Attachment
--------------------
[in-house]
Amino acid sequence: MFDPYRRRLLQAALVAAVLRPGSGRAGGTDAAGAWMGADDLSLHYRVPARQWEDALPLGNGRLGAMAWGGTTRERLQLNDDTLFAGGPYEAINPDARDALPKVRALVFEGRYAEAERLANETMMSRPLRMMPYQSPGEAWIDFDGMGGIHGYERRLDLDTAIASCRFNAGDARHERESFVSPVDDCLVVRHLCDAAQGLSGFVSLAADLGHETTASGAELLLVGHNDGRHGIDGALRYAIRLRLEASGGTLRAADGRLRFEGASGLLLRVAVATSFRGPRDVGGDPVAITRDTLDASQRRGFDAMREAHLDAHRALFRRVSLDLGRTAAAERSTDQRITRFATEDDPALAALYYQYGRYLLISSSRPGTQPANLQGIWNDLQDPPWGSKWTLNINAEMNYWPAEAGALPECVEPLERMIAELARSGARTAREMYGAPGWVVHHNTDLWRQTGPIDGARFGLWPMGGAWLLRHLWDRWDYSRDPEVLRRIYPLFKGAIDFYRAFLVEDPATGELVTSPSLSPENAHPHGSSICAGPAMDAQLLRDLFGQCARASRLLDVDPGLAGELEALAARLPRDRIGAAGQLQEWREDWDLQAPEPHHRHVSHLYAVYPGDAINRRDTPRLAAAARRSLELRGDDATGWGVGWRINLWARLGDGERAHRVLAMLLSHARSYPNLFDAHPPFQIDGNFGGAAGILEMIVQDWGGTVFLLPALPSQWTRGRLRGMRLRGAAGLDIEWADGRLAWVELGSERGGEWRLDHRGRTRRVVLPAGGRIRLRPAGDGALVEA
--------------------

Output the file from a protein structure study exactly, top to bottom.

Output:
[in-house]
Amino acid sequence: MFDPYRRRLLQAALVAAVLRPGSGRAGGTDAAGAWMGADDLSLHYRVPARQWEDALPLGNGRLGAMAWGGTTRERLQLNDDTLFAGGPYEAINPDARDALPKVRALVFEGRYAEAERLANETMMSRPLRMMPYQSPGEAWIDFDGMGGIHGYERRLDLDTAIASCRFNAGDARHERESFVSPVDDCLVVRHLCDAAQGLSGFVSLAADLGHETTASGAELLLVGHNDGRHGIDGALRYAIRLRLEASGGTLRAADGRLRFEGASGLLLRVAVATSFRGPRDVGGDPVAITRDTLDASQRRGFDAMREAHLDAHRALFRRVSLDLGRTAAAERSTDQRITRFATEDDPALAALYYQYGRYLLISSSRPGTQPANLQGIWNDLQDPPWGSKWTLNINAEMNYWPAEAGALPECVEPLERMIAELARSGARTAREMYGAPGWVVHHNTDLWRQTGPIDGARFGLWPMGGAWLLRHLWDRWDYSRDPEVLRRIYPLFKGAIDFYRAFLVEDPATGELVTSPSLSPENAHPHGSSICAGPAMDAQLLRDLFGQCARASRLLDVDPGLAGELEALAARLPRDRIGAAGQLQEWREDWDLQAPEPHHRHVSHLYAVYPGDAINRRDTPRLAAAARRSLELRGDDATGWGVGWRINLWARLGDGERAHRVLAMLLSHARSYPNLFDAHPPFQIDGNFGGAAGILEMIVQDWGGTVFLLPALPSQWTRGRLRGMRLRGAAGLDIEWADGRLAWVELGSERGGEWRLDHRGRTRRVVLPAGGRIRLRPAGDGALVEA